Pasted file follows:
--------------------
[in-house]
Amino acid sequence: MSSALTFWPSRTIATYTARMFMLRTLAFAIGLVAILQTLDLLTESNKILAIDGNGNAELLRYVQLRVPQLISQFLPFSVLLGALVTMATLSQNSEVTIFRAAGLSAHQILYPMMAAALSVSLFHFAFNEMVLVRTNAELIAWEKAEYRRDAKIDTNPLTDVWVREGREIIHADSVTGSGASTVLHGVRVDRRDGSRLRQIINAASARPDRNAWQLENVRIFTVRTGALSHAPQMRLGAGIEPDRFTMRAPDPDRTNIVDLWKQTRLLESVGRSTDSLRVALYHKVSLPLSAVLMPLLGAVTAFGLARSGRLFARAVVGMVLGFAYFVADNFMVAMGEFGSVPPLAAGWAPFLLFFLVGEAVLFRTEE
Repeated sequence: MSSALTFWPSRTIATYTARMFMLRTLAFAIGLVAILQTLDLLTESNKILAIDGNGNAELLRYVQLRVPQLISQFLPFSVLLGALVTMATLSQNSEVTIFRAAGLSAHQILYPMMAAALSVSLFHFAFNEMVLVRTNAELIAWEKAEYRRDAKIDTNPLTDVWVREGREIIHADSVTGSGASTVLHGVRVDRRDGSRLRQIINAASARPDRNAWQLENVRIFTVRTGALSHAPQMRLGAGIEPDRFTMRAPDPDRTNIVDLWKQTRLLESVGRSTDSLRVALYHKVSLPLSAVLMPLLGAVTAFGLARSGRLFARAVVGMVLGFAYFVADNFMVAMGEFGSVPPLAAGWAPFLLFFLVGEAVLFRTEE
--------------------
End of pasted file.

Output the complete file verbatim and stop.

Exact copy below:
[in-house]
Amino acid sequence: MSSALTFWPSRTIATYTARMFMLRTLAFAIGLVAILQTLDLLTESNKILAIDGNGNAELLRYVQLRVPQLISQFLPFSVLLGALVTMATLSQNSEVTIFRAAGLSAHQILYPMMAAALSVSLFHFAFNEMVLVRTNAELIAWEKAEYRRDAKIDTNPLTDVWVREGREIIHADSVTGSGASTVLHGVRVDRRDGSRLRQIINAASARPDRNAWQLENVRIFTVRTGALSHAPQMRLGAGIEPDRFTMRAPDPDRTNIVDLWKQTRLLESVGRSTDSLRVALYHKVSLPLSAVLMPLLGAVTAFGLARSGRLFARAVVGMVLGFAYFVADNFMVAMGEFGSVPPLAAGWAPFLLFFLVGEAVLFRTEE
Repeated sequence: MSSALTFWPSRTIATYTARMFMLRTLAFAIGLVAILQTLDLLTESNKILAIDGNGNAELLRYVQLRVPQLISQFLPFSVLLGALVTMATLSQNSEVTIFRAAGLSAHQILYPMMAAALSVSLFHFAFNEMVLVRTNAELIAWEKAEYRRDAKIDTNPLTDVWVREGREIIHADSVTGSGASTVLHGVRVDRRDGSRLRQIINAASARPDRNAWQLENVRIFTVRTGALSHAPQMRLGAGIEPDRFTMRAPDPDRTNIVDLWKQTRLLESVGRSTDSLRVALYHKVSLPLSAVLMPLLGAVTAFGLARSGRLFARAVVGMVLGFAYFVADNFMVAMGEFGSVPPLAAGWAPFLLFFLVGEAVLFRTEE